Despite the harsh authorisation of apartheid on black people’s lives, anti-apartheid activists also had to resist and challenge black people, although themselves oppressed, who were accepting of apartheid’s Bantustan policy like Chief Gatsha Buthelezi’s IFP.

 

Nozizwe Madlala – Routledge recalls how ‘one chilly evening in May 1980, I was one of a group of about twenty young people rounded up by men wearing balaclavas. At the crack of dawn the men forced us into two kombi’s and drove us to Ulundi. We were brought before Buthelezi and members of the then (Bantustan ) KZN legislative Assembly and introduced as troublemakers. When he addressed us, Buthelezi made it clear that if we did not stop what we were doing we would be in great trouble. We were then driven back to KwaMashu into a tense IFP gathering where we were presented to the community as rogues.’

About her personal political awareness and growth, professor Ntomb’fikile Mazibuko says: ‘The early 1970’s were years of self-discovery, for me. One felt that there was a conscious and deliberate effort by the youth and students of the time to navigate the political lull that could easily have disconnected us from the realities of the day. As the youth of the 1970’s we discovered our identity, felt an obligation to social justice and had the confidence to address apartheid in higher education and within communities where the ethnic-tribal universities had been established.’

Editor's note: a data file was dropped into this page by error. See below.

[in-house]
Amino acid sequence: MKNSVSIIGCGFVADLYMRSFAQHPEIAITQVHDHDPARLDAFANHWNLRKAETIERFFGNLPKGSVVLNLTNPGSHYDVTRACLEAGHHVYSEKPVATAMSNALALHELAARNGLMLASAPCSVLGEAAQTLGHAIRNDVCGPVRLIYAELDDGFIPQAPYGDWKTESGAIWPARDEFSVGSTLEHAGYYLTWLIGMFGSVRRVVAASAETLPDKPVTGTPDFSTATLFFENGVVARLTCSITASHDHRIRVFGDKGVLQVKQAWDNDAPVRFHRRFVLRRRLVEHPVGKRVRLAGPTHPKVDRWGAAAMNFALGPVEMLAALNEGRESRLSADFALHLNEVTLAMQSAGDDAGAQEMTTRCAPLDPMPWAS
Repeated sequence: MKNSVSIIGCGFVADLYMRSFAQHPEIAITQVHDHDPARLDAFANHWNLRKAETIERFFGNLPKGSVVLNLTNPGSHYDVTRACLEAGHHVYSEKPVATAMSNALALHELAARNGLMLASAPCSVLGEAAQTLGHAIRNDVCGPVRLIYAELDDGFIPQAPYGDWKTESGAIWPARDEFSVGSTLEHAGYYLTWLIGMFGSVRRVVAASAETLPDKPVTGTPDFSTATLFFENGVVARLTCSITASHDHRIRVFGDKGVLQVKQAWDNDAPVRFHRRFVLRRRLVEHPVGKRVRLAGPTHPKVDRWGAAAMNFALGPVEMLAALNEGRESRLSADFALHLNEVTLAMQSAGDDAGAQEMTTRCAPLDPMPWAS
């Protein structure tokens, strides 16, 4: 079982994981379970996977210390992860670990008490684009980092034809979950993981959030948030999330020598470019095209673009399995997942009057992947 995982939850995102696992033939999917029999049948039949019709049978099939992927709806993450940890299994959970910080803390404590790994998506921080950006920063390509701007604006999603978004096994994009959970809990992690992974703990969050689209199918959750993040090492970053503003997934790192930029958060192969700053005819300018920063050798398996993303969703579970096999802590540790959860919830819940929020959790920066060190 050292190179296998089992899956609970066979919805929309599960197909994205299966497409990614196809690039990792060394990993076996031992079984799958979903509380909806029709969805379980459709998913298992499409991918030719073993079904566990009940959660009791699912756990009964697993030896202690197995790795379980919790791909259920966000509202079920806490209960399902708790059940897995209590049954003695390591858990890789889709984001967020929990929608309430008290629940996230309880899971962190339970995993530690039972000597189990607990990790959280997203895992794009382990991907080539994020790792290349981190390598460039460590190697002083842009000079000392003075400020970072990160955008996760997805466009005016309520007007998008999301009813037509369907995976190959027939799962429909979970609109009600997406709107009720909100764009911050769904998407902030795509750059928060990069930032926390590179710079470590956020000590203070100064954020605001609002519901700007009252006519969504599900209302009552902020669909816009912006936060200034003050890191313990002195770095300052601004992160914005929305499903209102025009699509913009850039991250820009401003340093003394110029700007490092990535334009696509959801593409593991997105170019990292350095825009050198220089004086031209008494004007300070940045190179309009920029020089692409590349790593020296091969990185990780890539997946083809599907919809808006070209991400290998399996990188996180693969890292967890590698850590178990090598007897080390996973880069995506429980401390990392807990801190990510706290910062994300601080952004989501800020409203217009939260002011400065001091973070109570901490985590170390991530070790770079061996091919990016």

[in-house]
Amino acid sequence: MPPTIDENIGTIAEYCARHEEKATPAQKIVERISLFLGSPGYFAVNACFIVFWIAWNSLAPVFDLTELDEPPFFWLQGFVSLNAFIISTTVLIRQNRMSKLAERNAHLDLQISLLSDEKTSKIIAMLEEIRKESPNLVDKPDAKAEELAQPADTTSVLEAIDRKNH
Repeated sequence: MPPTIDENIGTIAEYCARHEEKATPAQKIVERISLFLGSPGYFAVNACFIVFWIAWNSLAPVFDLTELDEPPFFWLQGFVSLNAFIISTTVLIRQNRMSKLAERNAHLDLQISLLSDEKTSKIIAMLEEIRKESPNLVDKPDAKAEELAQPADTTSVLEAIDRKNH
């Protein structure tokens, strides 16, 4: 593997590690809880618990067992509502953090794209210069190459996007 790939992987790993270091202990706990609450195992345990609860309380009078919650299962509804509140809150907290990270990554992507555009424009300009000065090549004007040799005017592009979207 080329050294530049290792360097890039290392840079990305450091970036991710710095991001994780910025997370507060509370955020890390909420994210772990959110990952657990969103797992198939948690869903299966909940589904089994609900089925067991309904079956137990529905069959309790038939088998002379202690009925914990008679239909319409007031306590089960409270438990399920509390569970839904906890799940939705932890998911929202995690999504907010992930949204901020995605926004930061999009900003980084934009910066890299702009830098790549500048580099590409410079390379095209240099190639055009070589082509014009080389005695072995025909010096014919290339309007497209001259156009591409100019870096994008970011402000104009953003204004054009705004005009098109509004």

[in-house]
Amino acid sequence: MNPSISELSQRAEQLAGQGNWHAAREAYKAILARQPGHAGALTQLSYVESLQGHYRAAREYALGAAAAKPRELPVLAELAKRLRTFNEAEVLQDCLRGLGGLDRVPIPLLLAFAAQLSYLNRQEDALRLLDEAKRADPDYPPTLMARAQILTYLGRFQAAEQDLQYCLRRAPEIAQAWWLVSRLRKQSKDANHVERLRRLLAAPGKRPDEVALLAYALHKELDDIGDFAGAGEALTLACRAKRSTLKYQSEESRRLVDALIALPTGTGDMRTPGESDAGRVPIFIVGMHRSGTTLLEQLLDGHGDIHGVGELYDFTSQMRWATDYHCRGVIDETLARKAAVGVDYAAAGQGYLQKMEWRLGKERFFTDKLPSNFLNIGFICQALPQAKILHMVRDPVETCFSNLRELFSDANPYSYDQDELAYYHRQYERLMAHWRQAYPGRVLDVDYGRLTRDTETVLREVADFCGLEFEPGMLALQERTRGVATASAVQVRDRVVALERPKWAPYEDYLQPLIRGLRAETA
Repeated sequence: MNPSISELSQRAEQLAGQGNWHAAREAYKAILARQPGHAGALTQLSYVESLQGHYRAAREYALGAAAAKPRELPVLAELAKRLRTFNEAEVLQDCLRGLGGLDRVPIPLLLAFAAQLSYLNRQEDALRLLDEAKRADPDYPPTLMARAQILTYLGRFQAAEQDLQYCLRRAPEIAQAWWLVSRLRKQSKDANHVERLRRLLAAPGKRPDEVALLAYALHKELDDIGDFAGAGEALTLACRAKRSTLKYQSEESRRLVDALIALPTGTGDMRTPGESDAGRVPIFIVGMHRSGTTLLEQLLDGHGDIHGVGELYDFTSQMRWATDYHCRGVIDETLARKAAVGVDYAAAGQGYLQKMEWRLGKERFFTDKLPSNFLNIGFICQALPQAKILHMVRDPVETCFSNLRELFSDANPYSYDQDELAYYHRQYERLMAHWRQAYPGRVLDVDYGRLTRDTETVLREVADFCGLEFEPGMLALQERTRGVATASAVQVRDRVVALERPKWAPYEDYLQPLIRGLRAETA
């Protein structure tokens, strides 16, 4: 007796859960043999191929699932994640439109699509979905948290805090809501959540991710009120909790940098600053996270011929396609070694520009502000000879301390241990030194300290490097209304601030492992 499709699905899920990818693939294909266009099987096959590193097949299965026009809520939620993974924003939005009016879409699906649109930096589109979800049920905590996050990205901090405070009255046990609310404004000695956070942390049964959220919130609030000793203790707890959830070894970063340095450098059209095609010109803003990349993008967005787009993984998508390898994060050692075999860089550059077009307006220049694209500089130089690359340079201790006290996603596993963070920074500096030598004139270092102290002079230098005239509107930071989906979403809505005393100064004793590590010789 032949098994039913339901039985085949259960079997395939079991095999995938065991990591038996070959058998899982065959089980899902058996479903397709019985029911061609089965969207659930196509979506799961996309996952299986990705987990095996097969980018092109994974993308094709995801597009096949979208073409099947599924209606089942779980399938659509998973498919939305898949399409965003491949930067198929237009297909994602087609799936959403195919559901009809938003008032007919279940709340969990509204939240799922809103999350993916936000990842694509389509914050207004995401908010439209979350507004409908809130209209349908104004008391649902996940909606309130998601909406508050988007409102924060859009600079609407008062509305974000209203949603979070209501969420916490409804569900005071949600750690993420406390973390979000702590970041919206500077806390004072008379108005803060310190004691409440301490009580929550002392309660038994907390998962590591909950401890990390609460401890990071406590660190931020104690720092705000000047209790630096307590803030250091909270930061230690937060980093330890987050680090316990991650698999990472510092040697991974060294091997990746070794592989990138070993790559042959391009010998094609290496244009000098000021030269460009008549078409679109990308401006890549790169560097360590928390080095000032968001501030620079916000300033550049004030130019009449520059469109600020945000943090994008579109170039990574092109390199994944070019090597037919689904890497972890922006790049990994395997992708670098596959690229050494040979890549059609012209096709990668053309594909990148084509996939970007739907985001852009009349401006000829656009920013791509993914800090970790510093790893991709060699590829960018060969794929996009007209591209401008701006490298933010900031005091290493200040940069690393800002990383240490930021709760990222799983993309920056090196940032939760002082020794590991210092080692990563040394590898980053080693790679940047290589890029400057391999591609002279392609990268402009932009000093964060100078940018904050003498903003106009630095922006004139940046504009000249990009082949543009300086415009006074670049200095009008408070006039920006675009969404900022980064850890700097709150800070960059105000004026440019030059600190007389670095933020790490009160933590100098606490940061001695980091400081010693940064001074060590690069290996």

The administration and organizational strength of the young women were enormous. ‘The 1970’s was a time of great political activity. With the ANC being banned, organisaions connected to the Black Conscious Movement came to the forefront of the struggle. One of the important aims was to disseminate information about the happenings within black communities across to the widest possible audience. Thus one of BCP’s most important projects was the production of Black journals and community newspapers,’ recalls June Joseph. ‘In the 1970’s the IBM golfball typewriters were considered “high tech” and I typed all the scripts for the journals on this typewriter. Steve Biko was a hard taskmaster when it came to meeting deadlines. He would lock the doors and say “no one is going home until this work is completed!” So half in tears I would type until the early hours of the morning and when the task was finally published, he would send me home in a taxi to face the wrath of my worried mother. Two of the important publications that I worked on were the Black Review, which was published from 1972-1976 and also Black Viewpoint which was edited by Bennie Khoapa.’